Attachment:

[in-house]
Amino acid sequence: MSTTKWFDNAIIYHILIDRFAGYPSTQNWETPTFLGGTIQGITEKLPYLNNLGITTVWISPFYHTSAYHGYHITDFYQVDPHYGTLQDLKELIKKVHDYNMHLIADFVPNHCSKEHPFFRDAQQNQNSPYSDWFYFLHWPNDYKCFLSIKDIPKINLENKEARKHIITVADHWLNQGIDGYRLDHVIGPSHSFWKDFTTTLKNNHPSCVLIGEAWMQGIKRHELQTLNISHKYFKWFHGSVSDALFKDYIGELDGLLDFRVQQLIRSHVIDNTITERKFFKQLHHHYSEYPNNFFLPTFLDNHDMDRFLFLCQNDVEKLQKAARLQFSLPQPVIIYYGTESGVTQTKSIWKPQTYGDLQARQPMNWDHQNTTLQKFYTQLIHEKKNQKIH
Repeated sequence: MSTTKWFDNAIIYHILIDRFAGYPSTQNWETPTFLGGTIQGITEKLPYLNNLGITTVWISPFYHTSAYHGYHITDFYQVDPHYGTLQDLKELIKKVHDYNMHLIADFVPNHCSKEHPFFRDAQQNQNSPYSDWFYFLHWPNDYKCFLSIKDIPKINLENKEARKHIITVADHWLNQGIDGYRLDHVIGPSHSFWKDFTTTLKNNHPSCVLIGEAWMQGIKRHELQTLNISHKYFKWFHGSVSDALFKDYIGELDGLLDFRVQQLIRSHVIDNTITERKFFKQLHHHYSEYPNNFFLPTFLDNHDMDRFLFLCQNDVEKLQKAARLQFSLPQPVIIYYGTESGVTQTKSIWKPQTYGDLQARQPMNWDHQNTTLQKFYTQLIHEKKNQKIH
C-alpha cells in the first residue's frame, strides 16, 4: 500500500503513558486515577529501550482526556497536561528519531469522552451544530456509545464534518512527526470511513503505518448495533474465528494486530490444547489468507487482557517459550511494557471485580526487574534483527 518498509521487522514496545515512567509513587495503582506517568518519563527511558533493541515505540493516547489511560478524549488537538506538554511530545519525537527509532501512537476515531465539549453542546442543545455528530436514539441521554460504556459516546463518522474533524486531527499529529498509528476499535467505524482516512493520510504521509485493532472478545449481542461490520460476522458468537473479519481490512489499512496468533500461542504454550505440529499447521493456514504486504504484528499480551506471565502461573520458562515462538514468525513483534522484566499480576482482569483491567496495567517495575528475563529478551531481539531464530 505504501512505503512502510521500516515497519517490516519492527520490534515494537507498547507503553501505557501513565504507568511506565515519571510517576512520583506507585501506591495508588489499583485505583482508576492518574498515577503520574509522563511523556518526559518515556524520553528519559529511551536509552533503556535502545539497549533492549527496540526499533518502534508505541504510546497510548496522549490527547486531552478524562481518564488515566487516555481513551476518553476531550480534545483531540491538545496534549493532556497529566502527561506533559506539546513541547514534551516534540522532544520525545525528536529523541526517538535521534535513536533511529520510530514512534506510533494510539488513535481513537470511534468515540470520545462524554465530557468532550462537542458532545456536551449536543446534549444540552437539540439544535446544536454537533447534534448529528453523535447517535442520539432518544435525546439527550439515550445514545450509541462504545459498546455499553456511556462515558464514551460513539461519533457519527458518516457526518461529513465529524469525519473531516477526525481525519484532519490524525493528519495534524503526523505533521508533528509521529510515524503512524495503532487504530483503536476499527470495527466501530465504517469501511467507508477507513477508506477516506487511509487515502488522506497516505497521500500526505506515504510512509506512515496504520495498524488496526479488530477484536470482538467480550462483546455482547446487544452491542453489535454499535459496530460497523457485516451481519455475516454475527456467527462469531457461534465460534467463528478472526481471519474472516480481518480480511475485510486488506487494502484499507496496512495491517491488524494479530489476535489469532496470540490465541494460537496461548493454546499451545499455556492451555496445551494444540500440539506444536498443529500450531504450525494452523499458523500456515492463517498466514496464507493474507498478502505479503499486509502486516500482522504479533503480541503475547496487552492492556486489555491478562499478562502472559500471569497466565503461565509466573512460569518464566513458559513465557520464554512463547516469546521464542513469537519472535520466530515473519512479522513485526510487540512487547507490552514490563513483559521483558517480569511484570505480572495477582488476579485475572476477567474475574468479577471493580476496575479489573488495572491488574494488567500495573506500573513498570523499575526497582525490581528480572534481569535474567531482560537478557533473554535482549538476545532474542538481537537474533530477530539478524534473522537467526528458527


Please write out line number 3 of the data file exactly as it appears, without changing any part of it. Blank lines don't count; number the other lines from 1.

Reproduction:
Repeated sequence: MSTTKWFDNAIIYHILIDRFAGYPSTQNWETPTFLGGTIQGITEKLPYLNNLGITTVWISPFYHTSAYHGYHITDFYQVDPHYGTLQDLKELIKKVHDYNMHLIADFVPNHCSKEHPFFRDAQQNQNSPYSDWFYFLHWPNDYKCFLSIKDIPKINLENKEARKHIITVADHWLNQGIDGYRLDHVIGPSHSFWKDFTTTLKNNHPSCVLIGEAWMQGIKRHELQTLNISHKYFKWFHGSVSDALFKDYIGELDGLLDFRVQQLIRSHVIDNTITERKFFKQLHHHYSEYPNNFFLPTFLDNHDMDRFLFLCQNDVEKLQKAARLQFSLPQPVIIYYGTESGVTQTKSIWKPQTYGDLQARQPMNWDHQNTTLQKFYTQLIHEKKNQKIH